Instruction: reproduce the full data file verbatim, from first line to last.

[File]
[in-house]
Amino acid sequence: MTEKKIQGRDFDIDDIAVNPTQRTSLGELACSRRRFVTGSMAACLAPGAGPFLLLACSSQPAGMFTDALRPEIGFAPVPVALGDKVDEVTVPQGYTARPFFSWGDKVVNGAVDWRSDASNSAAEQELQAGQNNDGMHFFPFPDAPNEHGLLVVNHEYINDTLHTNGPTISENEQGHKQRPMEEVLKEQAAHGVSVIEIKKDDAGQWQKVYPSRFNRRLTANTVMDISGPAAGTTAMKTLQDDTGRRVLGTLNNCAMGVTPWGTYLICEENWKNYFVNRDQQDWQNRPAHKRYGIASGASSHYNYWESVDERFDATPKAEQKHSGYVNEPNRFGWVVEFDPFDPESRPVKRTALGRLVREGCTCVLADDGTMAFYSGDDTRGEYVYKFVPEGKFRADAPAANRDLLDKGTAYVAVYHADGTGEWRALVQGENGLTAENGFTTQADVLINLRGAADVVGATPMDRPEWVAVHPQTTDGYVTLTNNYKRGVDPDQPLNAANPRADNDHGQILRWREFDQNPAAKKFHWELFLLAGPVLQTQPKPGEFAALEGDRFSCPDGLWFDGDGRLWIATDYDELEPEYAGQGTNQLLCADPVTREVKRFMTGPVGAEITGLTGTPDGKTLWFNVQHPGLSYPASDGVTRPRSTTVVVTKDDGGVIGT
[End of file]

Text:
[in-house]
Amino acid sequence: MTEKKIQGRDFDIDDIAVNPTQRTSLGELACSRRRFVTGSMAACLAPGAGPFLLLACSSQPAGMFTDALRPEIGFAPVPVALGDKVDEVTVPQGYTARPFFSWGDKVVNGAVDWRSDASNSAAEQELQAGQNNDGMHFFPFPDAPNEHGLLVVNHEYINDTLHTNGPTISENEQGHKQRPMEEVLKEQAAHGVSVIEIKKDDAGQWQKVYPSRFNRRLTANTVMDISGPAAGTTAMKTLQDDTGRRVLGTLNNCAMGVTPWGTYLICEENWKNYFVNRDQQDWQNRPAHKRYGIASGASSHYNYWESVDERFDATPKAEQKHSGYVNEPNRFGWVVEFDPFDPESRPVKRTALGRLVREGCTCVLADDGTMAFYSGDDTRGEYVYKFVPEGKFRADAPAANRDLLDKGTAYVAVYHADGTGEWRALVQGENGLTAENGFTTQADVLINLRGAADVVGATPMDRPEWVAVHPQTTDGYVTLTNNYKRGVDPDQPLNAANPRADNDHGQILRWREFDQNPAAKKFHWELFLLAGPVLQTQPKPGEFAALEGDRFSCPDGLWFDGDGRLWIATDYDELEPEYAGQGTNQLLCADPVTREVKRFMTGPVGAEITGLTGTPDGKTLWFNVQHPGLSYPASDGVTRPRSTTVVVTKDDGGVIGT